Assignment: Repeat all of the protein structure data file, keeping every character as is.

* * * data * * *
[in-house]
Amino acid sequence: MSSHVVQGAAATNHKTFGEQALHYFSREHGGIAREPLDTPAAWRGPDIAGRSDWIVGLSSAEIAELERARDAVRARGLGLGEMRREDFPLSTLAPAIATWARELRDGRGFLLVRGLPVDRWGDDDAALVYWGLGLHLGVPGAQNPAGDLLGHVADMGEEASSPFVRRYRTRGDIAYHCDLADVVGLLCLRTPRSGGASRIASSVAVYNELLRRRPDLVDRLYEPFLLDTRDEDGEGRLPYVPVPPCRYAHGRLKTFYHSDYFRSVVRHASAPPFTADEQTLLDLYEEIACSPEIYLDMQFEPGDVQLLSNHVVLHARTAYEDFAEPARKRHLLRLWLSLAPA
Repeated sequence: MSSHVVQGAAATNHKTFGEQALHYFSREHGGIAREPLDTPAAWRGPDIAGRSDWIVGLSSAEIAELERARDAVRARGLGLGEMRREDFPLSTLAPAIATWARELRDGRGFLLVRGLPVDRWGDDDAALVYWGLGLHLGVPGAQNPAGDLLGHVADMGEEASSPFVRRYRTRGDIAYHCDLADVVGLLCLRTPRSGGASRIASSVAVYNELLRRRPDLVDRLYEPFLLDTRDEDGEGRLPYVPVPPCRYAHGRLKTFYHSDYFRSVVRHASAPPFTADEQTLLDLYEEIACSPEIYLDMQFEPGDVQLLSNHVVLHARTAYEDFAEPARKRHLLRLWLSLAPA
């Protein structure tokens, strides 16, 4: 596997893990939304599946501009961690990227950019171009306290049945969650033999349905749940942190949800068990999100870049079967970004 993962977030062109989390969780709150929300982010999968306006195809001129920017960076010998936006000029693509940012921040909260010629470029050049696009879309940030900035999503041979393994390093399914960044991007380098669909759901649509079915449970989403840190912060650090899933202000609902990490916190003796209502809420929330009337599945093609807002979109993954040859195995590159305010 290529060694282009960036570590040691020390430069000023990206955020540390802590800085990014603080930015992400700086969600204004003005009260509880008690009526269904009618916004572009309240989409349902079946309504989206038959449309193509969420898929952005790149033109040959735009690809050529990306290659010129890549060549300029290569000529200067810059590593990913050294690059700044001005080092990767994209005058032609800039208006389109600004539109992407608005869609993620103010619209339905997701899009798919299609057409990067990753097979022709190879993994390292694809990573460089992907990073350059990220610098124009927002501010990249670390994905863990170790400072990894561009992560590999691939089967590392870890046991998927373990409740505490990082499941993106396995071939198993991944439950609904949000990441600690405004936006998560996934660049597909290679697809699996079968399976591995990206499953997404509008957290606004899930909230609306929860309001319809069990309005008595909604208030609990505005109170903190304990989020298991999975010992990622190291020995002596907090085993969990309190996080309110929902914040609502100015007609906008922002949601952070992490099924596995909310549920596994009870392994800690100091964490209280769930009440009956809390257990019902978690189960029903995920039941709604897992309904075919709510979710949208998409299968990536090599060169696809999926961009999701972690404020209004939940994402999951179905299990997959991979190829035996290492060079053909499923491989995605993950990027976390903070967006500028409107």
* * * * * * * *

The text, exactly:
[in-house]
Amino acid sequence: MSSHVVQGAAATNHKTFGEQALHYFSREHGGIAREPLDTPAAWRGPDIAGRSDWIVGLSSAEIAELERARDAVRARGLGLGEMRREDFPLSTLAPAIATWARELRDGRGFLLVRGLPVDRWGDDDAALVYWGLGLHLGVPGAQNPAGDLLGHVADMGEEASSPFVRRYRTRGDIAYHCDLADVVGLLCLRTPRSGGASRIASSVAVYNELLRRRPDLVDRLYEPFLLDTRDEDGEGRLPYVPVPPCRYAHGRLKTFYHSDYFRSVVRHASAPPFTADEQTLLDLYEEIACSPEIYLDMQFEPGDVQLLSNHVVLHARTAYEDFAEPARKRHLLRLWLSLAPA
Repeated sequence: MSSHVVQGAAATNHKTFGEQALHYFSREHGGIAREPLDTPAAWRGPDIAGRSDWIVGLSSAEIAELERARDAVRARGLGLGEMRREDFPLSTLAPAIATWARELRDGRGFLLVRGLPVDRWGDDDAALVYWGLGLHLGVPGAQNPAGDLLGHVADMGEEASSPFVRRYRTRGDIAYHCDLADVVGLLCLRTPRSGGASRIASSVAVYNELLRRRPDLVDRLYEPFLLDTRDEDGEGRLPYVPVPPCRYAHGRLKTFYHSDYFRSVVRHASAPPFTADEQTLLDLYEEIACSPEIYLDMQFEPGDVQLLSNHVVLHARTAYEDFAEPARKRHLLRLWLSLAPA
């Protein structure tokens, strides 16, 4: 596997893990939304599946501009961690990227950019171009306290049945969650033999349905749940942190949800068990999100870049079967970004 993962977030062109989390969780709150929300982010999968306006195809001129920017960076010998936006000029693509940012921040909260010629470029050049696009879309940030900035999503041979393994390093399914960044991007380098669909759901649509079915449970989403840190912060650090899933202000609902990490916190003796209502809420929330009337599945093609807002979109993954040859195995590159305010 290529060694282009960036570590040691020390430069000023990206955020540390802590800085990014603080930015992400700086969600204004003005009260509880008690009526269904009618916004572009309240989409349902079946309504989206038959449309193509969420898929952005790149033109040959735009690809050529990306290659010129890549060549300029290569000529200067810059590593990913050294690059700044001005080092990767994209005058032609800039208006389109600004539109992407608005869609993620103010619209339905997701899009798919299609057409990067990753097979022709190879993994390292694809990573460089992907990073350059990220610098124009927002501010990249670390994905863990170790400072990894561009992560590999691939089967590392870890046991998927373990409740505490990082499941993106396995071939198993991944439950609904949000990441600690405004936006998560996934660049597909290679697809699996079968399976591995990206499953997404509008957290606004899930909230609306929860309001319809069990309005008595909604208030609990505005109170903190304990989020298991999975010992990622190291020995002596907090085993969990309190996080309110929902914040609502100015007609906008922002949601952070992490099924596995909310549920596994009870392994800690100091964490209280769930009440009956809390257990019902978690189960029903995920039941709604897992309904075919709510979710949208998409299968990536090599060169696809999926961009999701972690404020209004939940994402999951179905299990997959991979190829035996290492060079053909499923491989995605993950990027976390903070967006500028409107």